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Oct 25 2011

F – Faca – Fundamento

Faca

  • Knife.

Iê, faca de ponta / Iê sabe furar
A pointed knife can pierce


Facão

  • Machete.

Meu facão bateu embaixo / A bananeira caiu
My machete struck low / The banana tree fell


Falar

  • To speak, to say.

É verdade meu amigo, escute o que eu vou falar
It’s true my friend, listen to what I am going to say


Fazer

  • 1) To do. 2) To make.

1) Você não sabe o que pode fazer o nego
You don’t know what this guy can do

2) Beriba é pau pra fazer berimbau
Beriba is the wood used to make the berimbau


Fechar

  • To close.

Fecha o corpo camarada na Santa Arca do Salomão
Close your body, comrade, in the Holy Arc of Solomon

In capoeira and candomblé, having a “closed body” means being physically invulnerable to certain types of attacks. A closed body is obtained through magical prayers and preparations.


Ficar

  • To stay, to be, to become.

Se essa roda fica boa, não vai terminar agora
If this roda is good, it won’t end yet

Lá no céu tem três estrelas, todas três em carreirinha
Uma é minha, outra é sua, a outra vai ficar sozinha

In the sky there are three stars, all three in a line
One is mine, another is yours, and the third will stay alone


Filho – Filha

  • Son, daughter.

Quando meu filho nascer, vou perguntar à parteira
Que é que meu filho vai ser? Meu filho vai ser capoeira

When my son is born, I’ll ask the midwife
What will my son be? My son will be a capoeirista

A manteiga não é minha, é pra filha do senhor
The butter is not mine, it’s for the master’s daughter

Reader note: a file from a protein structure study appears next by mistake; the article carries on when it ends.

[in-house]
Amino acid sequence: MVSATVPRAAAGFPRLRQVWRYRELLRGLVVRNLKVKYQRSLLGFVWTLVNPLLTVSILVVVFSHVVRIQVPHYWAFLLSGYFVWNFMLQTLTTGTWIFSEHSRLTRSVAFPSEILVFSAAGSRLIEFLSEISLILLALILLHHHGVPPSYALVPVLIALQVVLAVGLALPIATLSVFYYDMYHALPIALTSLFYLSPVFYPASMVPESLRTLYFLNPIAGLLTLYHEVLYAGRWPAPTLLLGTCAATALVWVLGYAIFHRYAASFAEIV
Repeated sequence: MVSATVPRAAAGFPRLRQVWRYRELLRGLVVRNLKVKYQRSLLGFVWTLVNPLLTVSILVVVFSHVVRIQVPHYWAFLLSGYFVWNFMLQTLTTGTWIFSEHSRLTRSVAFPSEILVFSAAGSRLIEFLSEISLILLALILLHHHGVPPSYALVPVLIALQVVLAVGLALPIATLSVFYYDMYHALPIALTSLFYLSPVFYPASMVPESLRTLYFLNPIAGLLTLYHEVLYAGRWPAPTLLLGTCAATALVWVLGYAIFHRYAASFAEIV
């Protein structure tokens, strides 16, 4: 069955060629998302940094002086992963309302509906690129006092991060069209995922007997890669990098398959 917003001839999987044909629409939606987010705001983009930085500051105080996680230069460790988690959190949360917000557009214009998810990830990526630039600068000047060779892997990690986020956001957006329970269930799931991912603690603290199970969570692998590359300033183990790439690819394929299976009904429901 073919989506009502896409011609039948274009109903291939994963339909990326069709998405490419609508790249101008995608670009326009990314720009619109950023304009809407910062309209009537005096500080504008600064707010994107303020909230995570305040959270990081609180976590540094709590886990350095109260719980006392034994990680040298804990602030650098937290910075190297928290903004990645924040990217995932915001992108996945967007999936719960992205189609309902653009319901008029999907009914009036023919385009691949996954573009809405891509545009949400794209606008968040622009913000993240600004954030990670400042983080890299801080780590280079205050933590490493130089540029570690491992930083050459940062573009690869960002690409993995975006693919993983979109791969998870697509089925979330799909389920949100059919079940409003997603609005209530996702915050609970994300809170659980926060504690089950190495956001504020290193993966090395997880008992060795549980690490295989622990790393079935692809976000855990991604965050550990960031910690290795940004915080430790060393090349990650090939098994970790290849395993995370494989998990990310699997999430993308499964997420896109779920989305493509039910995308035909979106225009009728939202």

Floreio

  • Flourish, a fancy movement.

Folha Seca

  • Dry leaf. In capoeira, also refers to a type of backflip.

Eu pisei na folha seca, ouvi fazer chuê chuá
I stepped on the dry leaf, I heard it go crunch crunch


Fora

  • Outside.

Jogo de dentro, jogo de fora
Jogo bonito é o jogo de angola

Inside game, outside game
The game of angola is a beautiful game


Força

  • Strength, force.

Agradeço pai Ogum a força dos orixás
I thank father Ogum for the strength of the orixás


Formatura

  • Graduation.

Mestre Bimba was the one who introduced the tradition of a capoeira “graduation.” A student who was formado (graduated) was one who had completed Mestre Bimba’s six-month course and gained an understanding of the basic movements of capoeira regional. Over time, however, the meaning and usage of this word has changed. Nowadays, aformado is usually someone with five to ten years of capoeira experience, who is ready to begin teaching classes on their own.


Frente

  • Front.

Eu vi a cutia com coco no dente
Com chapéu de palha quebrado na frente

I saw the cutia with coconut in its mouth
With a straw hat broken in front


Fundamento

  • Basics, fundamentals, roots.

 

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